Refugee policy, and the left’s obsession with social programs as a cure-all, are symptoms of a bigger problem: the idea that if we just throw more money at something we can fix it. For example, billions of dollars spent on the Department of Veterans Affairs haven’t gotten us beyond unacceptable wait times and staff performance. Vets are still dying before they can get medical care. It’s a good example when set against refugee policy: how much more is the US going to spend on aiding people outside our country when we don’t have our own programs in order?
That argument might seem hollow because of how rich our country is, but the fact is with U.S. federal government debt approaching $20 trillion, we can’t keep writing blank checks for a lifetime of social benefits. We can’t even afford the levels of spending we have today.
Want to Help? Do Something.
There’s a simple way to get past feeling guilty. The poor need help. They need hands, hearts, time, and love. If you’ve never volunteered to work with your own hands to help the poor, you will find it quickly gets you past the idea that you aren’t doing enough. Preparing meals, visiting people in jail, or being a foster parent - you’ll never feel like you aren’t helping. You’ll feel better than writing a check to a charity.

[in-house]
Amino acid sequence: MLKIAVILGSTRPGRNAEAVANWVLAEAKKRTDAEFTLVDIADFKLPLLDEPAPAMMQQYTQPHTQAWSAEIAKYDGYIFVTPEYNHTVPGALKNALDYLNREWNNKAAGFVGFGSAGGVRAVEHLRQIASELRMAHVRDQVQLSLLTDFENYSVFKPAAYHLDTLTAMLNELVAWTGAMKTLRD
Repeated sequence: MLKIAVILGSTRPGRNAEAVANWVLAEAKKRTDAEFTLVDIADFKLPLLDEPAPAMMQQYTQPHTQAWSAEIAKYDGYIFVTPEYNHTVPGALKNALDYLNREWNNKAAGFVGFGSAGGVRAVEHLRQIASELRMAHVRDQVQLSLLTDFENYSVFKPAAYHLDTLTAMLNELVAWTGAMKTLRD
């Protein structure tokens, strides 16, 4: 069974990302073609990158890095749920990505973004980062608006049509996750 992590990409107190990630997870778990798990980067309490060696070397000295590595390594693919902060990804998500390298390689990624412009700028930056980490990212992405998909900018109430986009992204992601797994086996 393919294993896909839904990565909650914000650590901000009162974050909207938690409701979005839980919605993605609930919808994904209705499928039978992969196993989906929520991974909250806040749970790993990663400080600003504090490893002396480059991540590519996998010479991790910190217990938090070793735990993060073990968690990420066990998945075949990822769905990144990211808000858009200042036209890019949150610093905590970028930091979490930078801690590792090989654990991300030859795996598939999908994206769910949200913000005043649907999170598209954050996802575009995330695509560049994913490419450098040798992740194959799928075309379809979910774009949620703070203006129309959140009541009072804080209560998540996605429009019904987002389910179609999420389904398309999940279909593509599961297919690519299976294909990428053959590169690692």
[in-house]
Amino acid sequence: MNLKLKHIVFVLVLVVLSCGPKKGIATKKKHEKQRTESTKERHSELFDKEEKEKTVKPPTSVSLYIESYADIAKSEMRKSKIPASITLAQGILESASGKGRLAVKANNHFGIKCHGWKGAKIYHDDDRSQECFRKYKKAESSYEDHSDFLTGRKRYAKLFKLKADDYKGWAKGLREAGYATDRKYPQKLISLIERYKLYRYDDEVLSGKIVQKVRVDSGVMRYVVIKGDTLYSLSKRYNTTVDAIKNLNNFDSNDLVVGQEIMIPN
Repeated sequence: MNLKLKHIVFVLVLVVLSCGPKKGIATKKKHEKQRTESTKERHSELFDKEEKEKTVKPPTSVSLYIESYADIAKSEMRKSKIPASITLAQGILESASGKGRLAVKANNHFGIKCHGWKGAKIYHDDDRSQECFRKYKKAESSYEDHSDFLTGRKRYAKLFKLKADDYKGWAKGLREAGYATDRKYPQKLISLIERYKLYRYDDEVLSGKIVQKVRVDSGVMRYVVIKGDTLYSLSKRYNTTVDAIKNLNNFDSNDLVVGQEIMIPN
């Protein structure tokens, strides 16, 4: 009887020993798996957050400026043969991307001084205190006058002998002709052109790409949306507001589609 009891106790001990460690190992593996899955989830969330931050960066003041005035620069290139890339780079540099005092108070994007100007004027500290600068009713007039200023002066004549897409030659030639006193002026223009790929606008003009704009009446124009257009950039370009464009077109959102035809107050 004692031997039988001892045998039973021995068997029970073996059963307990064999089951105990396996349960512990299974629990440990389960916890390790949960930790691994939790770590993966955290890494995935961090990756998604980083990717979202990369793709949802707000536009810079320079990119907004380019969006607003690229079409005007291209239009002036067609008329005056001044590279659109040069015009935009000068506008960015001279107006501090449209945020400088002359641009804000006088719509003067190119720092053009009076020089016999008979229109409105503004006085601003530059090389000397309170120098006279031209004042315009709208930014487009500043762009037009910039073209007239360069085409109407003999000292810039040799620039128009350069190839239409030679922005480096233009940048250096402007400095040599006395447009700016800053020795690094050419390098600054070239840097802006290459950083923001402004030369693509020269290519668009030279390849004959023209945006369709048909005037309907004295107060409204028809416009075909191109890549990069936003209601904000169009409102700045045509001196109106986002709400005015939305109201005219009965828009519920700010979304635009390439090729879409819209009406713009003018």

A few years back, I was buying groceries at Whole Foods, and the cashier asked if I wanted to donate to a children’s charity. I politely said no, and she smiled and asked, “Don’t you want to help the children?”
I almost lost it. But I pulled myself together said a few words about my foster baby turned adopted daughter. I don’t think she asked anyone else that question ever again.
Frankly, that question was close to what we’re hearing today: “Don't you want to help the refugees? Jesus was a refugee.”
It's a question that's hollow, false, and meant to manipulate.
If you do something, even something small and local, the left can’t guilt you into bad policy. We can’t let the left own charity or goodwill when we have it in our power to make a difference with our own hands.